Jeffrey Goodman, director of the locally made indie "The Last Lullaby," is pondering some intriguing contradictions today on his MovieMaker blog. He wrote:
We’re in an interesting time. Easiest time ever to make a movie. Hardest time ever to monetize the finished product. Easiest time ever to find an outlet for your finished movie. But with a proliferation of outlets comes a decrease in the importance of each outlet.
It’s fragmented out there. Everyone is getting their information from so many different sources. How as independent moviemakers, with very limited marketing budgets, do we possibly break free of this quagmire?
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A follow-up statement catches my eye as something worth pondering on LaMovBlog. He writes:
It’s become harder for distributors to market their movies. They have to spend more to get people’s attention in an increasingly noisy and fragmented world.
Let's turn this around and help the director: If the moviegoing world is getting increasingly noisy and fragmented, where do you, as a moviegoer, learn about new movies? A website? Word of mouth? Facebook? Celebrity/industry Twitter follows? Trailers? An iPhone ap? A theater? A blog? A news aggregator? A newspaper? A magazine? My friend Steve? (My advice: ignore Steve.)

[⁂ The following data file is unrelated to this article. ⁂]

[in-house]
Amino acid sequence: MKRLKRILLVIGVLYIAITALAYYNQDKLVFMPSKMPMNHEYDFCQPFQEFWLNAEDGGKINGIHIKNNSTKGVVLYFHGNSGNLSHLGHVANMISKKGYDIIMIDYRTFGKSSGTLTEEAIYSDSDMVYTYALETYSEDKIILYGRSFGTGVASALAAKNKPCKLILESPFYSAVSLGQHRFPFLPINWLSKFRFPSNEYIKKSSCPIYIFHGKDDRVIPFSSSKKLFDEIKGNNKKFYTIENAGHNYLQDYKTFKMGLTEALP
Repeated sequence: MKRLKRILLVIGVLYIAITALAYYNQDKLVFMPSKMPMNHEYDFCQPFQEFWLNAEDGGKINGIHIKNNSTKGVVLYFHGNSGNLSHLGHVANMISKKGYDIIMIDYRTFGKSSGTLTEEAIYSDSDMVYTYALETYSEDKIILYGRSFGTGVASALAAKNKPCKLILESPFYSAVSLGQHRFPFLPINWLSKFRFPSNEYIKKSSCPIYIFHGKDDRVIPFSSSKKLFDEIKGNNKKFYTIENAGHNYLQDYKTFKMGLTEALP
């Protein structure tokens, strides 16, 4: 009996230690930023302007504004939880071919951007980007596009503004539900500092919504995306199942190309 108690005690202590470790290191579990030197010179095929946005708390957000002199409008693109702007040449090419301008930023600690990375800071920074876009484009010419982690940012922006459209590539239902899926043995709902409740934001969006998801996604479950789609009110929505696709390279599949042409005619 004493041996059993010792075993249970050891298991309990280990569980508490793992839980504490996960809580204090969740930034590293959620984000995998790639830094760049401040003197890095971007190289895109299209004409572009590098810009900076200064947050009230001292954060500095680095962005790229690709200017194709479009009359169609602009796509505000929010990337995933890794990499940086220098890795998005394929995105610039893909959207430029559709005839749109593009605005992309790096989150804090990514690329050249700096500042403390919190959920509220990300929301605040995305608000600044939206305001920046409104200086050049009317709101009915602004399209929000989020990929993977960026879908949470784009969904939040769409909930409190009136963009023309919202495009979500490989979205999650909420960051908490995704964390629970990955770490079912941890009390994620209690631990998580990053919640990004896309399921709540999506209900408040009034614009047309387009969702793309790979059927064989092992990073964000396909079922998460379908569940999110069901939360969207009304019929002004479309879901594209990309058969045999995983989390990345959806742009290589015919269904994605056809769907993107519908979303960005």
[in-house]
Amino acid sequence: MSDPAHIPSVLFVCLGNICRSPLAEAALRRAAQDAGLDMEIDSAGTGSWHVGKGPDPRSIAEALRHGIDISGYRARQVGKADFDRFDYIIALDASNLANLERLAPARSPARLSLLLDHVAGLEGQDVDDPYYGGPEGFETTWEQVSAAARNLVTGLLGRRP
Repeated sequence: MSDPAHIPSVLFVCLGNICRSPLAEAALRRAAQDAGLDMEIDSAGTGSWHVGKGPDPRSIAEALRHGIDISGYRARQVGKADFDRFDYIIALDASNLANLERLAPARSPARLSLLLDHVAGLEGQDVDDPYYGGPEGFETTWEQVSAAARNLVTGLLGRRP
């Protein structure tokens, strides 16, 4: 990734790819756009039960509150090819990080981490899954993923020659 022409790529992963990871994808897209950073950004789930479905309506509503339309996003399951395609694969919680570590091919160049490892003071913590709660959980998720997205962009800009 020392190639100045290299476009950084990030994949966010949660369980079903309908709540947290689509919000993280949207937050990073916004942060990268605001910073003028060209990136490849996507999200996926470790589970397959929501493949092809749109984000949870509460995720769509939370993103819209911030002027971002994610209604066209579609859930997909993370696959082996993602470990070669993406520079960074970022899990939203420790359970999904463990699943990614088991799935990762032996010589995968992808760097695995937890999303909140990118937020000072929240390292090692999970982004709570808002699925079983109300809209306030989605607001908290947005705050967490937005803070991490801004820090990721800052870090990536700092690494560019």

Put another way: In the last few months, what media source/buzz source has most influenced your moviegoing habits?
Where do you get the most reliable movie news (and do you consider it news or something else)? One source, or many? And do you read it, or watch it?
Me? I'm traditional. I like great writing. For reviews, I'm hooked on The New York Times, The Washington Post and reviews I find through metacritic.com. For buzz? My inbox. Festival coverage. Entertainment mags. I also watch a lot of classic film, so I rely on critical anthologies like a current favorite, "American Movie Critics: An Anthology from the Silents until Now."
Heck, even Netflix's recommendations have changed the way I find movies. (Have to hand it to that algorithm thingie. It works.)
I also prize recommendations from filmmakers and film industry sources. Case in point: Jon Rothell (who made the short "Silent Treatment") recommended "Songs from the Second Floor." Superb. Chris Jay drew me to "Goodbye Solo." Again, superb.
Who tells you where to go?